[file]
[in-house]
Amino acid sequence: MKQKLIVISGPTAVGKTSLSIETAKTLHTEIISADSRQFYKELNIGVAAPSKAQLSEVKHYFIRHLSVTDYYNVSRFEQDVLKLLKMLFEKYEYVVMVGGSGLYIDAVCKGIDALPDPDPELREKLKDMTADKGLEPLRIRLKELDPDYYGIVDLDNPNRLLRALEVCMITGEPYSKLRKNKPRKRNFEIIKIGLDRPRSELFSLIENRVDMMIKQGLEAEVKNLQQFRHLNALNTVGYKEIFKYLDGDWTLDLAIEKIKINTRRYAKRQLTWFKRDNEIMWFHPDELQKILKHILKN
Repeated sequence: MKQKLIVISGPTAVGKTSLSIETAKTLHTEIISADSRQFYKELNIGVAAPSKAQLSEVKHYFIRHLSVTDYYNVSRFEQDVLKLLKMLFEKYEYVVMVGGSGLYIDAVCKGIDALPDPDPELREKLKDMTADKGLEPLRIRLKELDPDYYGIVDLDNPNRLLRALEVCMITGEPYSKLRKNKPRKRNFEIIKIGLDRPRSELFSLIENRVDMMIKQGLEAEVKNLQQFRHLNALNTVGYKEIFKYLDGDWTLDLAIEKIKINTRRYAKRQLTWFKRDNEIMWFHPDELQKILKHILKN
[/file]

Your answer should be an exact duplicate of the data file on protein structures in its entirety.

[in-house]
Amino acid sequence: MKQKLIVISGPTAVGKTSLSIETAKTLHTEIISADSRQFYKELNIGVAAPSKAQLSEVKHYFIRHLSVTDYYNVSRFEQDVLKLLKMLFEKYEYVVMVGGSGLYIDAVCKGIDALPDPDPELREKLKDMTADKGLEPLRIRLKELDPDYYGIVDLDNPNRLLRALEVCMITGEPYSKLRKNKPRKRNFEIIKIGLDRPRSELFSLIENRVDMMIKQGLEAEVKNLQQFRHLNALNTVGYKEIFKYLDGDWTLDLAIEKIKINTRRYAKRQLTWFKRDNEIMWFHPDELQKILKHILKN
Repeated sequence: MKQKLIVISGPTAVGKTSLSIETAKTLHTEIISADSRQFYKELNIGVAAPSKAQLSEVKHYFIRHLSVTDYYNVSRFEQDVLKLLKMLFEKYEYVVMVGGSGLYIDAVCKGIDALPDPDPELREKLKDMTADKGLEPLRIRLKELDPDYYGIVDLDNPNRLLRALEVCMITGEPYSKLRKNKPRKRNFEIIKIGLDRPRSELFSLIENRVDMMIKQGLEAEVKNLQQFRHLNALNTVGYKEIFKYLDGDWTLDLAIEKIKINTRRYAKRQLTWFKRDNEIMWFHPDELQKILKHILKN